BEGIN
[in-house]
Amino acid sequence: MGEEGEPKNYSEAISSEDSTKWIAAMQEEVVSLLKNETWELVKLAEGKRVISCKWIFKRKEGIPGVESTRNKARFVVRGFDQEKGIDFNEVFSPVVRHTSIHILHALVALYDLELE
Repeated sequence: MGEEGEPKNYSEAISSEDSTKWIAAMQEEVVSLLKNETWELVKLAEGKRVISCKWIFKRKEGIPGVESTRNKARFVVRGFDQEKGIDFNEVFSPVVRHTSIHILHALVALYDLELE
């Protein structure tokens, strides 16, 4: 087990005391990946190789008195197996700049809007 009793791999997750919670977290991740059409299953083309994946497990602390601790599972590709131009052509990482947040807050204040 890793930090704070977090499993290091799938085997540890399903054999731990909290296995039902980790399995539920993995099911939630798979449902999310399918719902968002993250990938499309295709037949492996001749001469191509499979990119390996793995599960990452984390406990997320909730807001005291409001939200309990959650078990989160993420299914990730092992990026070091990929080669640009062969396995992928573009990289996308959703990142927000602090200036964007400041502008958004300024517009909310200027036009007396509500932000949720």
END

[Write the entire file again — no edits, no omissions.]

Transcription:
[in-house]
Amino acid sequence: MGEEGEPKNYSEAISSEDSTKWIAAMQEEVVSLLKNETWELVKLAEGKRVISCKWIFKRKEGIPGVESTRNKARFVVRGFDQEKGIDFNEVFSPVVRHTSIHILHALVALYDLELE
Repeated sequence: MGEEGEPKNYSEAISSEDSTKWIAAMQEEVVSLLKNETWELVKLAEGKRVISCKWIFKRKEGIPGVESTRNKARFVVRGFDQEKGIDFNEVFSPVVRHTSIHILHALVALYDLELE
């Protein structure tokens, strides 16, 4: 087990005391990946190789008195197996700049809007 009793791999997750919670977290991740059409299953083309994946497990602390601790599972590709131009052509990482947040807050204040 890793930090704070977090499993290091799938085997540890399903054999731990909290296995039902980790399995539920993995099911939630798979449902999310399918719902968002993250990938499309295709037949492996001749001469191509499979990119390996793995599960990452984390406990997320909730807001005291409001939200309990959650078990989160993420299914990730092992990026070091990929080669640009062969396995992928573009990289996308959703990142927000602090200036964007400041502008958004300024517009909310200027036009007396509500932000949720």